I promise that not all of Inkmas will not large ink collection reviews but, honestly, if you pooled up all the inks owned between Jesi, Jaclyn and myself, I think we could fill a swimming pool. My goal with Inkmas is to share few of the inks I’ve collected this year. Clearly, the pandemic has led to a surplus of inks. Compiling them into groups seems like the most efficient method to present some of these inks.
Today, for Day #2, I am sharing with you the Robert Oster Australis ink collection. To my knowledge, there are four inks in this collection: Australis Tea, Australis Oak, Australis Rose and Australis Hydra. Except for the Australis part of the name and a slightly muted vibe to the colors, I’m not sure what, if any, theme existed for these ink colors.
Regardless of my lack of knowledge regarding the color theme, I quite like the idea of inks being released in collections or themes. This helps me, as an ink collector, know pretty quickly if an ink collection is “for me” or not. In the case of the Australis collection, if low saturation, shading inks are not your catnip, you will know pretty quickly to steer clear.
Tea, Rose and Oak all have a slightly subdued, low saturation quality to the colors. In design, we’d call these low chroma colors — a term used when a pigment is not super bright or saturated. There is a bit of a powdery quality to the colors. Hydra, is a bit brighter but it is still a mellowed out aqua.
I’ll start with Australis Hydra. Aqua blues are Robert Oster’s strong suit and Hydra continues the tradition. This ink is smooth flowing with shading and almost no sheen.
This close-up shows a little bit of the ink halo around the letters. There really isn’t a lot of sheen. Mostly just a clear aqua. Picking through Oster’s blues and aquas is always challenging because they are all lovely.
I first wanted to compare Hydra to other Oster blue/turquoise/aquas. My gut thought it would be similar to Soda Pop Blue or Torquay, in the Robert Oster ink pantheon. That guess was a little off. Torquay is slightly more greenish and Soda Pop is much more cobalt blue. Fire and Ice is ever-so-slightly darker and of course there’s the sheen in Fire and Ice that Hydra lacks. Clearwater Ice and Morning Mist go more to the turquoise while Blue Water Ice, Blue Sea and Soda Pop all get progressively more cobalt and even a little to the ultramarine.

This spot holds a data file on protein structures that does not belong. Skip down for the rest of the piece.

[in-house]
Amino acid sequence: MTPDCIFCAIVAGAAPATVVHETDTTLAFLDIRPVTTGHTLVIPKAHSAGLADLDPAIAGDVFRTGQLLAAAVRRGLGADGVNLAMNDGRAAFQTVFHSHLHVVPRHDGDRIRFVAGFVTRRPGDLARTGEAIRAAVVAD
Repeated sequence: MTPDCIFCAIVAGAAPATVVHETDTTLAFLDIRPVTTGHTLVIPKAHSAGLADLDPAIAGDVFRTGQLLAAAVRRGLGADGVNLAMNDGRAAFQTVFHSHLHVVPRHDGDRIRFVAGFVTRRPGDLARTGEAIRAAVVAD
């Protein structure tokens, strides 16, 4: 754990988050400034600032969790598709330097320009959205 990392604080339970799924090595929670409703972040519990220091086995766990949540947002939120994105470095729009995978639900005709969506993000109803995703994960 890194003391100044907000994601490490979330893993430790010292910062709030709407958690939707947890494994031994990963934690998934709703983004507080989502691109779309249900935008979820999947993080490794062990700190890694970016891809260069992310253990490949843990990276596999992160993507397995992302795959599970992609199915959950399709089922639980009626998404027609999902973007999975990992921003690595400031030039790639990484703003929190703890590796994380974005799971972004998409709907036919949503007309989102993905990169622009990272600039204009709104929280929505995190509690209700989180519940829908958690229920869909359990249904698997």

The image above is from Lowy Fine Art Services and perfectly depicts the differences in pigments between Cobalt, Ultramarine, Phthalo (pronounced “thalo”) and Manganese. When you look at the inks above, it’s easy to guess which pigments may have been used to make each of the blues shown.
When compared to other inks, Australis Hydra’s clear aqua blue is similar to Callifolio Omi Osun, Noodler’s Turquoise Eel and the vintage Parker Super Quink Turquoise. Fire & Ice is a bit darker and has sheen that creates a different look.
This close-up shows that Hydra is a bit lighter than Fire & Ice. This ink color category is rife with options but Robert Oster is a whiz with blues so if you were going to pick one, this is a good option.
Australis Rose is a warm pinky red but very low chroma and dusky feeling. It reminds me of fresh pink roses and the more I wrote with it, the more I wanted it to actually smell like roses. I don’t often want scented inks but this color makes me seriously consider it.
When compared to other reds and pinks in the Oster line, Australis Rose leans more towards Copper than it does to Dusky Pink which has a lot more blue in the hue.
When compared with other inks, Sea Europa from Colorverse is a similar hue but more orangey. Platinum Cassis Black is close but does lean more red overall. And as you can see, Cherry Blossom is much more pink with distinct purply leanings.
When the swatches are pushed together, its easier to see how different each of these colors seem.
Australis Oak is warm, almost whiskey-colored ink. Maybe dusty whiskey? Again, it’s pretty low chroma giving it a powdery quality. This ink would be great if you are looking for that vintage, tea-stained, old notebook vibe.